4. Gonzaga almost had an undefeated season and now may not get a No. 1 seed: The Zags won their first 29 games of the season, including wins over Arizona, Florida and Iowa State, but since they’re Gonzaga and somehow everyone has gotten into their head that the 2013 season — the one where Mark Few’s club was 31-2 entering the tournament, earned a No. 1 seed and lost to Wichita State in the second round — is the norm and not the outlier, they get zero respect for those first 29 wins. This is how bad it is: They enter the WCC tournament with a 29-1 record, the ‘1’ being a lose in their regular season finale to a BYU team that’s beaten them in Spokane three straight years, but they may very well end up dropping to the No. 2 seed line on Selection Sunday.

ORLANDO, FL - NOVEMBER 27: Nigel Williams-Goss #5 and Josh Perkins #13 of the Gonzaga Bulldogs celebrate a victory over the Iowa State Cyclones at HP Field House on November 27, 2016 in Orlando, Florida. (Photo by Sam Greenwood/Getty Images)
Nigel Williams-Goss #5 and Josh Perkins #13, Gonzaga (Sam Greenwood/Getty Images)

5. This may finally be the year the West Coast gets back in on the Final Four mix: If we’re being fair, that has less to do with the fact that Gonzaga’s profile is relatively weak than it does with just how strong the profiles are for the other top teams around the country. Villanova, Kansas and North Carolina are close to locks for the No. 1 seeds in the East, Midwest and South, respectively, and one of the three teams at the top of the Pac-12 — Arizona, Oregon and UCLA — would have a very strong argument for the No. 1 seed out west if they win the Pac-12 tournament title.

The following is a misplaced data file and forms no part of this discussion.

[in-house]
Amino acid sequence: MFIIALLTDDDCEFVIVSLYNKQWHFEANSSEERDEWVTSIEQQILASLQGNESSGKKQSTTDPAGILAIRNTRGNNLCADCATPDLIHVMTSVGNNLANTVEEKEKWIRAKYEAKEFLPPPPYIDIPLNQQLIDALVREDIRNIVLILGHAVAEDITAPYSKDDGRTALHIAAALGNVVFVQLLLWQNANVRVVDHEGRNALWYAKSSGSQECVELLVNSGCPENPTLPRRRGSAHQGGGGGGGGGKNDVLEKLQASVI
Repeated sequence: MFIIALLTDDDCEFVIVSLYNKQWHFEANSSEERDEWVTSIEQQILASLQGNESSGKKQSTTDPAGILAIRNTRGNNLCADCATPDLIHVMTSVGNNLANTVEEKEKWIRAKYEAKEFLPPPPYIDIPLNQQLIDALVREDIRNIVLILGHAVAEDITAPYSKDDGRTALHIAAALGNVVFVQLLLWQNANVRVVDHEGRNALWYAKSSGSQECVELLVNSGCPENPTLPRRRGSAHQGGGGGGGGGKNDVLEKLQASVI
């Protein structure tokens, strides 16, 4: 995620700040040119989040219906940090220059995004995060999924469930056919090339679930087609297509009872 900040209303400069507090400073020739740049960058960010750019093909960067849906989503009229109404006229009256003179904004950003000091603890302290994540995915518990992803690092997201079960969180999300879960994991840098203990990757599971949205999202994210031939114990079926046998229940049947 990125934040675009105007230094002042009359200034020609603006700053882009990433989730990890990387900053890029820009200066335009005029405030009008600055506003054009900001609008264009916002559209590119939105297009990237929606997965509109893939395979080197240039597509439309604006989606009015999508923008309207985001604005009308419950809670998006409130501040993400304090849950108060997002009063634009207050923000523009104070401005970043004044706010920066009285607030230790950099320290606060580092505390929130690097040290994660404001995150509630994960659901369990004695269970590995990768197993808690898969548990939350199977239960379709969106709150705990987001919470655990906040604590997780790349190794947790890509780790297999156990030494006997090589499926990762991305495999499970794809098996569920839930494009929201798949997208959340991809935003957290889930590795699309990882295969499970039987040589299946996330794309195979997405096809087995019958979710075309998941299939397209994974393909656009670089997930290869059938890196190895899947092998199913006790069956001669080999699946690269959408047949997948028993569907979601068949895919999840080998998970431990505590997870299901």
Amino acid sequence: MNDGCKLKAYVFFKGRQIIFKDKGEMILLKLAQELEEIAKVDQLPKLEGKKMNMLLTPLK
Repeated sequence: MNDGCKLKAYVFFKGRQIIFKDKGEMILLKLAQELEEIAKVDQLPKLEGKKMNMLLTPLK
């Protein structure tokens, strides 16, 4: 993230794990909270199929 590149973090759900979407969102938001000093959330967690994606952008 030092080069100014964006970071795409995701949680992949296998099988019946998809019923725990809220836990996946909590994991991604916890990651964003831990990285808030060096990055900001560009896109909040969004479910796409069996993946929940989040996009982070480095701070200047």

Where this really gets interesting is that the last time a team west of Norman, Oklahoma, reached the Final Four was 2008, the third in a string of three straight Final Fours by UCLA. The last time a western team not named UCLA reached the Final Four? Arizona in 2001. The Wildcats won the last national title for the left coast as well, and that was all the way back in 1997. The West Coast can claim four of the nation’s top eight teams this season, and it would not be surprising to see three of them get to the season’s final weekend.

6. But the Big Ten, not so much: The West Coast has four national title contenders, the Big Ten has about a third of one. The league is down this year, and it’s not just because Indiana went from looking like a team that could get to the Final Four to a team that can’t even get to the NCAA tournament. Michigan State is young and got off to a rough start to the year. Ohio State, who won five Big Ten regular season titles in a seven-year span during head coach Thad Matta’s tenure, stinks this year. Even teams like Maryland and Minnesota, who are both going to finish in the top four of the league, aren’t really all that good.

The two teams at the top of the conference are Purdue and Wisconsin. The Badgers have lost four of their last five games and, quite frankly, haven’t had the look of a title contender very often this season. Purdue is the one team that might have a chance. They have a National Player of the Year candidate in 6-foot-9 Caleb Swanigan and they surround him with shooters. But they don’t play great defense and they struggle with more athletic teams, which they’ll see in every round after the opening game of the tournament. The Boilermakers are probably destined for a No. 5 seed. Can they get to the Final Four as a No. 5 seed?